Burundi Takes 15% Ownership of Kermas Nickel ProjectSarah McGregor and Desire Nimubona
Burundi’s government took a 15 percent stake in a project to build a nickel and iron mine led by Burundi Mining Metallurgy Ltd., said Danko Konchar, chief executive officer of Kermas Group, the majority owner.
The state’s stake in Burundi Musongati Mining, of which BMM holds the remaining 85 percent interest, was part of the terms of a mining-license agreement signed this month, Konchar said in a June 19 phone interview from Saint-Tropez, France.
The project will require investment of “a few hundred million dollars” to construct the mine and a facility to process 1 million metric tons of ore annually into iron, nickel and cobalt within the next five years, said Konchar. The goal to increase capacity at the plant to handle 5 million tons annually within a decade will cost about $3 billion, he said.
Burundi holds 6 percent of the world’s nickel reserves, with Musongati ranked as one of the 10 largest known deposits of the metal that have yet to be developed, according to the Tunis-based African Development Bank. The East African nation produces small amounts of tantalum, gold, limestone, niobium, tin and tungsten and also has deposits of copper, the U.S. Geological Survey says on its website.
Mineral resources at the Musongati mine are estimated at 250 million tons of ore, according to the USGS. Small-scale miners currently operate at southeastern Musongati and, like other mineral deposits in the country, its development has been hampered by inadequate electricity supplies, roads and railways.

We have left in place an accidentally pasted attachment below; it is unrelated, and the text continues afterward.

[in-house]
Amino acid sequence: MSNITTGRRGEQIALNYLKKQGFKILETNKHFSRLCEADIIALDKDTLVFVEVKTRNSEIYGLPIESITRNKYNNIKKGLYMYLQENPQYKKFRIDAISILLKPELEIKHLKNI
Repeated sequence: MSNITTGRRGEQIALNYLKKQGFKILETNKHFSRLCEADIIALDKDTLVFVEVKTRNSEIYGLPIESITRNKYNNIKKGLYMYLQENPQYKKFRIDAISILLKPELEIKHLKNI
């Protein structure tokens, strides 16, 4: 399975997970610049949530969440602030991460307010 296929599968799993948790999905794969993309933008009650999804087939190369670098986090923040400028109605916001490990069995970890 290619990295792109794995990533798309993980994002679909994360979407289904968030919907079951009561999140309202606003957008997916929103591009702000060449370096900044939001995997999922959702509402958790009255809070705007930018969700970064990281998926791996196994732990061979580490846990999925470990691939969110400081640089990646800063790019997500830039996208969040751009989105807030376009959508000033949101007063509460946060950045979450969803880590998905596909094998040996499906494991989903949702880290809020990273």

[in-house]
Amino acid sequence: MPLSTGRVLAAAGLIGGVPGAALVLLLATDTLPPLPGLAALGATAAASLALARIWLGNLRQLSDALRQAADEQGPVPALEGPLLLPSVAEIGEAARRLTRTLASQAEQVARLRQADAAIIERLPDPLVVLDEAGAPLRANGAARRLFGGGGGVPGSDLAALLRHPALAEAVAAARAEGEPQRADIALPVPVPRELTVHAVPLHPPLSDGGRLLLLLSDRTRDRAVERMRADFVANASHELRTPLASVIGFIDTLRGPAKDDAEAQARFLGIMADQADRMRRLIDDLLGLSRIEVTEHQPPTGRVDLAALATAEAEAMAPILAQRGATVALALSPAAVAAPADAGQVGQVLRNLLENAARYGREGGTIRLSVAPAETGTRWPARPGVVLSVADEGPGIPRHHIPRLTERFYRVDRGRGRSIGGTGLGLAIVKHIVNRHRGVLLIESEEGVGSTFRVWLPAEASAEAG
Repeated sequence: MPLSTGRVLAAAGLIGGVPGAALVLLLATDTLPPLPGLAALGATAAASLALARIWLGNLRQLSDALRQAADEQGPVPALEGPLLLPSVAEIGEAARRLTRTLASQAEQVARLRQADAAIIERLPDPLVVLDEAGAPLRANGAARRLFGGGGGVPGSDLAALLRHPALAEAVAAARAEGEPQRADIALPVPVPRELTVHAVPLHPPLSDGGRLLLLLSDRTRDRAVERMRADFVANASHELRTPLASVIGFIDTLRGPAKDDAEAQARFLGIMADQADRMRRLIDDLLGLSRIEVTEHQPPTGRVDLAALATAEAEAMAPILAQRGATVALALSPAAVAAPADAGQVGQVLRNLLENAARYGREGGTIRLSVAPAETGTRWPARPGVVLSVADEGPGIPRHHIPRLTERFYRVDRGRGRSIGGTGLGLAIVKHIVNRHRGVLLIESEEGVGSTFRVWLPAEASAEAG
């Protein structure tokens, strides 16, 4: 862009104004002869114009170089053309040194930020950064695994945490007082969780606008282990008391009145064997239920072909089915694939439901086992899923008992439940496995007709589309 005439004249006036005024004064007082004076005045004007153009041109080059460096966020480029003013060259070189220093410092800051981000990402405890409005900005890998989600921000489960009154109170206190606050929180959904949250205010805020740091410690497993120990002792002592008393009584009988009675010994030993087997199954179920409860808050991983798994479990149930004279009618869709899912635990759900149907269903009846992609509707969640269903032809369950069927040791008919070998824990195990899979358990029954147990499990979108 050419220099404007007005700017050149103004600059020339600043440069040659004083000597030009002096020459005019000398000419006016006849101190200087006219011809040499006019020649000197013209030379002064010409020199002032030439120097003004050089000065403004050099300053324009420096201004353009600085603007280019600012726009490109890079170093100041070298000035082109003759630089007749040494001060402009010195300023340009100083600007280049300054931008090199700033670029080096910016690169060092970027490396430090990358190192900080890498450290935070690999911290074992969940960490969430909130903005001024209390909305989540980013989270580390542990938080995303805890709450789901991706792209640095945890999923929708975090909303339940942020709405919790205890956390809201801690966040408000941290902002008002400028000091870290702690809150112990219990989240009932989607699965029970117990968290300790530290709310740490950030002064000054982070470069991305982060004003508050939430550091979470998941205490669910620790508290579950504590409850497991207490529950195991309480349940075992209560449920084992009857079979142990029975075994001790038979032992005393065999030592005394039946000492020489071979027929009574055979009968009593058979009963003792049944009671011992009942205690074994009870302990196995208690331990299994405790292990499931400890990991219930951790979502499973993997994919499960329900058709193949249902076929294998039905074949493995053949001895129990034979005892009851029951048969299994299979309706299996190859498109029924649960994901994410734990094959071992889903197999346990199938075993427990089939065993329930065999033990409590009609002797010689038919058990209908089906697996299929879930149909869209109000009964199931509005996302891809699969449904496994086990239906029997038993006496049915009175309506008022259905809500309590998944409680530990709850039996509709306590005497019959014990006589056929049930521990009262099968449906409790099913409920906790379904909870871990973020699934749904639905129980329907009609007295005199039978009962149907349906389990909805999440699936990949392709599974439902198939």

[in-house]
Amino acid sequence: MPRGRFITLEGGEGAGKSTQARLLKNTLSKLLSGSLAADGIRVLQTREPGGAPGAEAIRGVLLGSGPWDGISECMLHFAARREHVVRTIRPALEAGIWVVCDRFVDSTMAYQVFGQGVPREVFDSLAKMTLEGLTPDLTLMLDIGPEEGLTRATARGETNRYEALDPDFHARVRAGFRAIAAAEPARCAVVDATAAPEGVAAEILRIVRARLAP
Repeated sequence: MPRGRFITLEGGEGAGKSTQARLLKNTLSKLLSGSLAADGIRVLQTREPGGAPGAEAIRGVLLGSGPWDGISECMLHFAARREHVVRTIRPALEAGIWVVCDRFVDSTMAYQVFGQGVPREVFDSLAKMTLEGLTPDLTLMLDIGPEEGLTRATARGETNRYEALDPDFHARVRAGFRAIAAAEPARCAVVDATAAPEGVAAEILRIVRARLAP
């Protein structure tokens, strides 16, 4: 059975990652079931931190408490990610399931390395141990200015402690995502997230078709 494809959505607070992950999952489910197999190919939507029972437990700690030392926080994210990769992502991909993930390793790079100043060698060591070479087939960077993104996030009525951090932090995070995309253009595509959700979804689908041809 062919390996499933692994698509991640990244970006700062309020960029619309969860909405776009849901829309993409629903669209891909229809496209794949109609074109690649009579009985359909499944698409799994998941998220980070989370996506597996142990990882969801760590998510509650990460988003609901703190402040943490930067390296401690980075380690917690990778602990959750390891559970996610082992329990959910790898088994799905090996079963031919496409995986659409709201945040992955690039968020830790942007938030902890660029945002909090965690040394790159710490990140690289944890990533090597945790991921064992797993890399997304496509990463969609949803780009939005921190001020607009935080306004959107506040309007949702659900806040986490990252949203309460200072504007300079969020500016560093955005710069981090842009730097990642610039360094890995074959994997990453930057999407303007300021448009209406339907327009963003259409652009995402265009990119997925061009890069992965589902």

The company plans to deal with energy shortages by developing hydro- and solar-power plants to generate as much as 800 megawatts of electricity, said Konchar. Metal shipments will be ferried by road about 180 kilometers (112 miles) to a railway link in Tanzania and then transported to the port at Dar es Salaam, said Konchar.
Kermas, based in the U.K. and with mining operations in South Africa, Zimbabwe and Turkey, has a 91 percent shareholding in BMM. BMM has spent about $100 million exploring in Burundi since receiving its exploration license in 2008, Konchar said. The start of mining production at Musongati has been delayed after the government previously set a target of 2012.
A 12-year war that ended about a decade ago plunged the economy into crisis, deterring investments including in mining and leaving Burundi one of Africa’s poorest nations, according to the African Development Bank.
Mining generated 3 percent of Burundi’s export earnings in 2010, behind coffee and tea exports which account for 87 percent, according to the lender.